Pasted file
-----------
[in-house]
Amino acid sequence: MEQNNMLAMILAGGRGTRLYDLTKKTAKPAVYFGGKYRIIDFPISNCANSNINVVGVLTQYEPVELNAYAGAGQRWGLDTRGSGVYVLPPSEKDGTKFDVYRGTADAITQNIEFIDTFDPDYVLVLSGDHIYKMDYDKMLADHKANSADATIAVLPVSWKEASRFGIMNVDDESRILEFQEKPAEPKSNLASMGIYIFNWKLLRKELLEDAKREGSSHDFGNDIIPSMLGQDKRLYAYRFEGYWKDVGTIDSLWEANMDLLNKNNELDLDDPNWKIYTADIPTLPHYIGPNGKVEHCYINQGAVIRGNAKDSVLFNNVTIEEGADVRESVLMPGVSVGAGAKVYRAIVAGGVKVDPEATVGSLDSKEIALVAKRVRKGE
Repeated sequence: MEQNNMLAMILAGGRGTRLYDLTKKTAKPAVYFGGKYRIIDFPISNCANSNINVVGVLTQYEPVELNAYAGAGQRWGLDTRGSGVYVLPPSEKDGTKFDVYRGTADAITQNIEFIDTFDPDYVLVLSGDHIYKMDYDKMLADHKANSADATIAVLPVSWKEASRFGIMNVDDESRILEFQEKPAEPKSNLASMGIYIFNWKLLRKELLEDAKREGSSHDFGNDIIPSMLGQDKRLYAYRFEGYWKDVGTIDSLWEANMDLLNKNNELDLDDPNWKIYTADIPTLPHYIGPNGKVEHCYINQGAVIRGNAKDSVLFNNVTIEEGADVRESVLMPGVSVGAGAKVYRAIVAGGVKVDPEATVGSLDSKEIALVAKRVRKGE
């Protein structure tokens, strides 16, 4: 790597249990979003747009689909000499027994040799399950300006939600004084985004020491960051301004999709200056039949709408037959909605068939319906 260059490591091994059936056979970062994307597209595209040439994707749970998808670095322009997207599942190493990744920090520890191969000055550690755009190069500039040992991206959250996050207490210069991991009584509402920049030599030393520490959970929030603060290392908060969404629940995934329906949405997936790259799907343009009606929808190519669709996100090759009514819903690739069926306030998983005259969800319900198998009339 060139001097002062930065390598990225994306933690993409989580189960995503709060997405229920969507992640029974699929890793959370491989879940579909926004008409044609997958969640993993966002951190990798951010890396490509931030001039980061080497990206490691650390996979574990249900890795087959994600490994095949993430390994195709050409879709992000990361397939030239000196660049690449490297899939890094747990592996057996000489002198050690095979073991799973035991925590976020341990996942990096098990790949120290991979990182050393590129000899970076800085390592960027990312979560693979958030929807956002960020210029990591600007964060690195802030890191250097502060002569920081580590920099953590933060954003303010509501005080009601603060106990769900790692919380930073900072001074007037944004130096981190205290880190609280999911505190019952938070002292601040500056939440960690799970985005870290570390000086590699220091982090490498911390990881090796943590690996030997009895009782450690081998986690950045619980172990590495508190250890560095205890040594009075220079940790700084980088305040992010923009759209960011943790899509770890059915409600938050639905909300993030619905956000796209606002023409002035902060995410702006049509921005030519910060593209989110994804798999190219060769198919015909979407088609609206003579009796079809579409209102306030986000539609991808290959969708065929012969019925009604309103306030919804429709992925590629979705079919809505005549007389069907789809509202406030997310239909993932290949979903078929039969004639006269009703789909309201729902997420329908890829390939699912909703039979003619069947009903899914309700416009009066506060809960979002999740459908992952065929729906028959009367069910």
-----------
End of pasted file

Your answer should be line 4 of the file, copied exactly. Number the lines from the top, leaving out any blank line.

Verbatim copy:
């Protein structure tokens, strides 16, 4: 790597249990979003747009689909000499027994040799399950300006939600004084985004020491960051301004999709200056039949709408037959909605068939319906 260059490591091994059936056979970062994307597209595209040439994707749970998808670095322009997207599942190493990744920090520890191969000055550690755009190069500039040992991206959250996050207490210069991991009584509402920049030599030393520490959970929030603060290392908060969404629940995934329906949405997936790259799907343009009606929808190519669709996100090759009514819903690739069926306030998983005259969800319900198998009339 060139001097002062930065390598990225994306933690993409989580189960995503709060997405229920969507992640029974699929890793959370491989879940579909926004008409044609997958969640993993966002951190990798951010890396490509931030001039980061080497990206490691650390996979574990249900890795087959994600490994095949993430390994195709050409879709992000990361397939030239000196660049690449490297899939890094747990592996057996000489002198050690095979073991799973035991925590976020341990996942990096098990790949120290991979990182050393590129000899970076800085390592960027990312979560693979958030929807956002960020210029990591600007964060690195802030890191250097502060002569920081580590920099953590933060954003303010509501005080009601603060106990769900790692919380930073900072001074007037944004130096981190205290880190609280999911505190019952938070002292601040500056939440960690799970985005870290570390000086590699220091982090490498911390990881090796943590690996030997009895009782450690081998986690950045619980172990590495508190250890560095205890040594009075220079940790700084980088305040992010923009759209960011943790899509770890059915409600938050639905909300993030619905956000796209606002023409002035902060995410702006049509921005030519910060593209989110994804798999190219060769198919015909979407088609609206003579009796079809579409209102306030986000539609991808290959969708065929012969019925009604309103306030919804429709992925590629979705079919809505005549007389069907789809509202406030997310239909993932290949979903078929039969004639006269009703789909309201729902997420329908890829390939699912909703039979003619069947009903899914309700416009009066506060809960979002999740459908992952065929729906028959009367069910």